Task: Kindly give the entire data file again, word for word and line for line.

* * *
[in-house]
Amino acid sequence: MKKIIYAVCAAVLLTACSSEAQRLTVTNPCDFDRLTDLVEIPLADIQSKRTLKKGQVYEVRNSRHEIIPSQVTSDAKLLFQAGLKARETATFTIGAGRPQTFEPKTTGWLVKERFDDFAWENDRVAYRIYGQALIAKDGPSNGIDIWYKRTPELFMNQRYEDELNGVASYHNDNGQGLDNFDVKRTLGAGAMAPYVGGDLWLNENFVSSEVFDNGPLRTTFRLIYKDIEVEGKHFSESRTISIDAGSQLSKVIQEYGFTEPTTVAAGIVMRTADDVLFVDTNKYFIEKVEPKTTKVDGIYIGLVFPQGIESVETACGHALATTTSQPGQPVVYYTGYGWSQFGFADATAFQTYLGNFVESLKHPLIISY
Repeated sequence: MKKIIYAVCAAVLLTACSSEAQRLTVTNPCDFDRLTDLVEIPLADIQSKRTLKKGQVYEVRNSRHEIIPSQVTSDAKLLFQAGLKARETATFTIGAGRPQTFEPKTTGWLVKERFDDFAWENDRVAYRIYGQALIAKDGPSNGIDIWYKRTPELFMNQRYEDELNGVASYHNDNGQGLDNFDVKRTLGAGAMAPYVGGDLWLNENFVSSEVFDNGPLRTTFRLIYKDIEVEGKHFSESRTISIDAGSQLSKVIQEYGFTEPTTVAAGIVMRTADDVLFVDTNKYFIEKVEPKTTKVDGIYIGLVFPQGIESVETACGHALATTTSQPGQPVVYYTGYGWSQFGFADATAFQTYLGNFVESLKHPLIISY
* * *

[in-house]
Amino acid sequence: MKKIIYAVCAAVLLTACSSEAQRLTVTNPCDFDRLTDLVEIPLADIQSKRTLKKGQVYEVRNSRHEIIPSQVTSDAKLLFQAGLKARETATFTIGAGRPQTFEPKTTGWLVKERFDDFAWENDRVAYRIYGQALIAKDGPSNGIDIWYKRTPELFMNQRYEDELNGVASYHNDNGQGLDNFDVKRTLGAGAMAPYVGGDLWLNENFVSSEVFDNGPLRTTFRLIYKDIEVEGKHFSESRTISIDAGSQLSKVIQEYGFTEPTTVAAGIVMRTADDVLFVDTNKYFIEKVEPKTTKVDGIYIGLVFPQGIESVETACGHALATTTSQPGQPVVYYTGYGWSQFGFADATAFQTYLGNFVESLKHPLIISY
Repeated sequence: MKKIIYAVCAAVLLTACSSEAQRLTVTNPCDFDRLTDLVEIPLADIQSKRTLKKGQVYEVRNSRHEIIPSQVTSDAKLLFQAGLKARETATFTIGAGRPQTFEPKTTGWLVKERFDDFAWENDRVAYRIYGQALIAKDGPSNGIDIWYKRTPELFMNQRYEDELNGVASYHNDNGQGLDNFDVKRTLGAGAMAPYVGGDLWLNENFVSSEVFDNGPLRTTFRLIYKDIEVEGKHFSESRTISIDAGSQLSKVIQEYGFTEPTTVAAGIVMRTADDVLFVDTNKYFIEKVEPKTTKVDGIYIGLVFPQGIESVETACGHALATTTSQPGQPVVYYTGYGWSQFGFADATAFQTYLGNFVESLKHPLIISY